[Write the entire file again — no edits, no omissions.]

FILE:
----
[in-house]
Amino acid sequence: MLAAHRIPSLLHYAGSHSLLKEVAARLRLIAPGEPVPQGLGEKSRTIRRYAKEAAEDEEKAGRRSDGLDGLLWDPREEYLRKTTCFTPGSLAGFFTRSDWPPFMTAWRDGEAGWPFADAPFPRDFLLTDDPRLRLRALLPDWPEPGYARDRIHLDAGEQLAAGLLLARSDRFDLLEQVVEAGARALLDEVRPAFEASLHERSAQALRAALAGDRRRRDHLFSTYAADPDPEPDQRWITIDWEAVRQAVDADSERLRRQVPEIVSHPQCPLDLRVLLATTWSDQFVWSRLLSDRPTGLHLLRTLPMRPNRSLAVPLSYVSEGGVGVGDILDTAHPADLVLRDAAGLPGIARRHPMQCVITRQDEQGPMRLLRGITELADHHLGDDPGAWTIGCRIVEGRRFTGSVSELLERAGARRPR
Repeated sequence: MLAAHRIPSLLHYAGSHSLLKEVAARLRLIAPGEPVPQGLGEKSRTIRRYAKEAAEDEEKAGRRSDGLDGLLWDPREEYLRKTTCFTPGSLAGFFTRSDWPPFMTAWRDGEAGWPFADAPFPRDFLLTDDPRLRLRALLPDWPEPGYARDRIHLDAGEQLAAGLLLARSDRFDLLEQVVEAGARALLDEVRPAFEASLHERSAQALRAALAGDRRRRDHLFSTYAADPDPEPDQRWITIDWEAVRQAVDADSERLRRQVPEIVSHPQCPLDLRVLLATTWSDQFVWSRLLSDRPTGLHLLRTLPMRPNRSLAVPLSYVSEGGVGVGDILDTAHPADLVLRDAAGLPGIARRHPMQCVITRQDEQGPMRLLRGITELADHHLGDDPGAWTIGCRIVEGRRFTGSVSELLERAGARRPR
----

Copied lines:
[in-house]
Amino acid sequence: MLAAHRIPSLLHYAGSHSLLKEVAARLRLIAPGEPVPQGLGEKSRTIRRYAKEAAEDEEKAGRRSDGLDGLLWDPREEYLRKTTCFTPGSLAGFFTRSDWPPFMTAWRDGEAGWPFADAPFPRDFLLTDDPRLRLRALLPDWPEPGYARDRIHLDAGEQLAAGLLLARSDRFDLLEQVVEAGARALLDEVRPAFEASLHERSAQALRAALAGDRRRRDHLFSTYAADPDPEPDQRWITIDWEAVRQAVDADSERLRRQVPEIVSHPQCPLDLRVLLATTWSDQFVWSRLLSDRPTGLHLLRTLPMRPNRSLAVPLSYVSEGGVGVGDILDTAHPADLVLRDAAGLPGIARRHPMQCVITRQDEQGPMRLLRGITELADHHLGDDPGAWTIGCRIVEGRRFTGSVSELLERAGARRPR
Repeated sequence: MLAAHRIPSLLHYAGSHSLLKEVAARLRLIAPGEPVPQGLGEKSRTIRRYAKEAAEDEEKAGRRSDGLDGLLWDPREEYLRKTTCFTPGSLAGFFTRSDWPPFMTAWRDGEAGWPFADAPFPRDFLLTDDPRLRLRALLPDWPEPGYARDRIHLDAGEQLAAGLLLARSDRFDLLEQVVEAGARALLDEVRPAFEASLHERSAQALRAALAGDRRRRDHLFSTYAADPDPEPDQRWITIDWEAVRQAVDADSERLRRQVPEIVSHPQCPLDLRVLLATTWSDQFVWSRLLSDRPTGLHLLRTLPMRPNRSLAVPLSYVSEGGVGVGDILDTAHPADLVLRDAAGLPGIARRHPMQCVITRQDEQGPMRLLRGITELADHHLGDDPGAWTIGCRIVEGRRFTGSVSELLERAGARRPR